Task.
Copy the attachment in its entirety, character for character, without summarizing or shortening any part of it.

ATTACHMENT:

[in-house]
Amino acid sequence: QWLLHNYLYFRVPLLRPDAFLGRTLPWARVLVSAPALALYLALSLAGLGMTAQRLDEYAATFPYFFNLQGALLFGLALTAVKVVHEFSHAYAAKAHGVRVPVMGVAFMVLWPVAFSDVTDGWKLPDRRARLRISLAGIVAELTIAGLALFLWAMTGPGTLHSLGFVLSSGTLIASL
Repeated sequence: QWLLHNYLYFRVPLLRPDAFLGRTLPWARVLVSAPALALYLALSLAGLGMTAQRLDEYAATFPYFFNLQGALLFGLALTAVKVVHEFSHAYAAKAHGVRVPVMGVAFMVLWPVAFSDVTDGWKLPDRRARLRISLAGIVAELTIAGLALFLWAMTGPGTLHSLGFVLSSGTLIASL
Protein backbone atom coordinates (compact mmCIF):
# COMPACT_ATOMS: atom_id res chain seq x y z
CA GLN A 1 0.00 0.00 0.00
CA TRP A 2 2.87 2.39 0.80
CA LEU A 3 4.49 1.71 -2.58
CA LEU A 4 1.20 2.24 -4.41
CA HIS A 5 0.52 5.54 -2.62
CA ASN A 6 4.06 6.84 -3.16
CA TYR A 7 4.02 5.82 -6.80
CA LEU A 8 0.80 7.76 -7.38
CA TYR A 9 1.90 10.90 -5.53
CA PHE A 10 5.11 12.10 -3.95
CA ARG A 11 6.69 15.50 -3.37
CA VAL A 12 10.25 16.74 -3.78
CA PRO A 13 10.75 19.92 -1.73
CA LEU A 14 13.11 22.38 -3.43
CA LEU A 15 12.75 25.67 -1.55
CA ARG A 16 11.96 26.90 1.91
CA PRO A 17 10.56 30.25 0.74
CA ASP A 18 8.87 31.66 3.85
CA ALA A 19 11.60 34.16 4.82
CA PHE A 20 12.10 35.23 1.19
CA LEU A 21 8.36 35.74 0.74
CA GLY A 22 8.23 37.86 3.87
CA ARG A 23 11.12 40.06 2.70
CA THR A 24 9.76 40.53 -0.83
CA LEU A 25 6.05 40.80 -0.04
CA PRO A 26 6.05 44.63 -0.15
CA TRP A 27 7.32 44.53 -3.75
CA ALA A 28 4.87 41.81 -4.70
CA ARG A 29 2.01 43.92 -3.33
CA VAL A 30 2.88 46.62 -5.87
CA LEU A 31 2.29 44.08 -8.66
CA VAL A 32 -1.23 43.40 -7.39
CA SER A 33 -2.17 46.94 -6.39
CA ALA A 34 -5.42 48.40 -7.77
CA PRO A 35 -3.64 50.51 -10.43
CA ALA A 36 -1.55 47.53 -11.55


[in-house]
Amino acid sequence: QWLLHNYLYFRVPLLRPDAFLGRTLPWARVLVSAPALALYLALSLAGLGMTAQRLDEYAATFPYFFNLQGALLFGLALTAVKVVHEFSHAYAAKAHGVRVPVMGVAFMVLWPVAFSDVTDGWKLPDRRARLRISLAGIVAELTIAGLALFLWAMTGPGTLHSLGFVLSSGTLIASL
Repeated sequence: QWLLHNYLYFRVPLLRPDAFLGRTLPWARVLVSAPALALYLALSLAGLGMTAQRLDEYAATFPYFFNLQGALLFGLALTAVKVVHEFSHAYAAKAHGVRVPVMGVAFMVLWPVAFSDVTDGWKLPDRRARLRISLAGIVAELTIAGLALFLWAMTGPGTLHSLGFVLSSGTLIASL
Protein backbone atom coordinates (compact mmCIF):
# COMPACT_ATOMS: atom_id res chain seq x y z
CA GLN A 1 0.00 0.00 0.00
CA TRP A 2 2.87 2.39 0.80
CA LEU A 3 4.49 1.71 -2.58
CA LEU A 4 1.20 2.24 -4.41
CA HIS A 5 0.52 5.54 -2.62
CA ASN A 6 4.06 6.84 -3.16
CA TYR A 7 4.02 5.82 -6.80
CA LEU A 8 0.80 7.76 -7.38
CA TYR A 9 1.90 10.90 -5.53
CA PHE A 10 5.11 12.10 -3.95
CA ARG A 11 6.69 15.50 -3.37
CA VAL A 12 10.25 16.74 -3.78
CA PRO A 13 10.75 19.92 -1.73
CA LEU A 14 13.11 22.38 -3.43
CA LEU A 15 12.75 25.67 -1.55
CA ARG A 16 11.96 26.90 1.91
CA PRO A 17 10.56 30.25 0.74
CA ASP A 18 8.87 31.66 3.85
CA ALA A 19 11.60 34.16 4.82
CA PHE A 20 12.10 35.23 1.19
CA LEU A 21 8.36 35.74 0.74
CA GLY A 22 8.23 37.86 3.87
CA ARG A 23 11.12 40.06 2.70
CA THR A 24 9.76 40.53 -0.83
CA LEU A 25 6.05 40.80 -0.04
CA PRO A 26 6.05 44.63 -0.15
CA TRP A 27 7.32 44.53 -3.75
CA ALA A 28 4.87 41.81 -4.70
CA ARG A 29 2.01 43.92 -3.33
CA VAL A 30 2.88 46.62 -5.87
CA LEU A 31 2.29 44.08 -8.66
CA VAL A 32 -1.23 43.40 -7.39
CA SER A 33 -2.17 46.94 -6.39
CA ALA A 34 -5.42 48.40 -7.77
CA PRO A 35 -3.64 50.51 -10.43
CA ALA A 36 -1.55 47.53 -11.55